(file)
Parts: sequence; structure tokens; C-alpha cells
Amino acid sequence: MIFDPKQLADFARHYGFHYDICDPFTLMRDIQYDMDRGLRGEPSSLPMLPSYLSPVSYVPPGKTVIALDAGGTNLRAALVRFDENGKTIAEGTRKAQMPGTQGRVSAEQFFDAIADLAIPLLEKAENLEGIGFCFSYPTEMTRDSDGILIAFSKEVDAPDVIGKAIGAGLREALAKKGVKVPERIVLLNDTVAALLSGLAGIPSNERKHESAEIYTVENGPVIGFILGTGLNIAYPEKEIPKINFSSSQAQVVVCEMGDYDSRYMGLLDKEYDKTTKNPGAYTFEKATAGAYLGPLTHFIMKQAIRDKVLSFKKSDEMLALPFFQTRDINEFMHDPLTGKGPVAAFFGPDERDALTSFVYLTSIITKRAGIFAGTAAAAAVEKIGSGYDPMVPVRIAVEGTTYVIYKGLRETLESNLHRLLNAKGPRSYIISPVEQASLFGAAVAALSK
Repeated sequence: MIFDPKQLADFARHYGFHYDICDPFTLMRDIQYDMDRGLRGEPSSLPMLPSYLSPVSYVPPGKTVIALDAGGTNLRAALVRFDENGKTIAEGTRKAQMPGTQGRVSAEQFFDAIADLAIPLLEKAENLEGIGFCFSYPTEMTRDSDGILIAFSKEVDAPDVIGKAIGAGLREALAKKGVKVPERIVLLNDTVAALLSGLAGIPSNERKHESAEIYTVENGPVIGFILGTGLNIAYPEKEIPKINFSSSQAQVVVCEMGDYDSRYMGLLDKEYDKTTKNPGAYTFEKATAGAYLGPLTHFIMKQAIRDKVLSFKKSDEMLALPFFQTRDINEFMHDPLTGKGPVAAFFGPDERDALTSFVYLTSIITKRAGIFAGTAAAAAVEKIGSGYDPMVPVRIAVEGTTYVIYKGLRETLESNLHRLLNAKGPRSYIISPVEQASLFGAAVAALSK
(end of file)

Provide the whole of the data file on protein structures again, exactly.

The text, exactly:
Parts: sequence; structure tokens; C-alpha cells
Amino acid sequence: MIFDPKQLADFARHYGFHYDICDPFTLMRDIQYDMDRGLRGEPSSLPMLPSYLSPVSYVPPGKTVIALDAGGTNLRAALVRFDENGKTIAEGTRKAQMPGTQGRVSAEQFFDAIADLAIPLLEKAENLEGIGFCFSYPTEMTRDSDGILIAFSKEVDAPDVIGKAIGAGLREALAKKGVKVPERIVLLNDTVAALLSGLAGIPSNERKHESAEIYTVENGPVIGFILGTGLNIAYPEKEIPKINFSSSQAQVVVCEMGDYDSRYMGLLDKEYDKTTKNPGAYTFEKATAGAYLGPLTHFIMKQAIRDKVLSFKKSDEMLALPFFQTRDINEFMHDPLTGKGPVAAFFGPDERDALTSFVYLTSIITKRAGIFAGTAAAAAVEKIGSGYDPMVPVRIAVEGTTYVIYKGLRETLESNLHRLLNAKGPRSYIISPVEQASLFGAAVAALSK
Repeated sequence: MIFDPKQLADFARHYGFHYDICDPFTLMRDIQYDMDRGLRGEPSSLPMLPSYLSPVSYVPPGKTVIALDAGGTNLRAALVRFDENGKTIAEGTRKAQMPGTQGRVSAEQFFDAIADLAIPLLEKAENLEGIGFCFSYPTEMTRDSDGILIAFSKEVDAPDVIGKAIGAGLREALAKKGVKVPERIVLLNDTVAALLSGLAGIPSNERKHESAEIYTVENGPVIGFILGTGLNIAYPEKEIPKINFSSSQAQVVVCEMGDYDSRYMGLLDKEYDKTTKNPGAYTFEKATAGAYLGPLTHFIMKQAIRDKVLSFKKSDEMLALPFFQTRDINEFMHDPLTGKGPVAAFFGPDERDALTSFVYLTSIITKRAGIFAGTAAAAAVEKIGSGYDPMVPVRIAVEGTTYVIYKGLRETLESNLHRLLNAKGPRSYIISPVEQASLFGAAVAALSK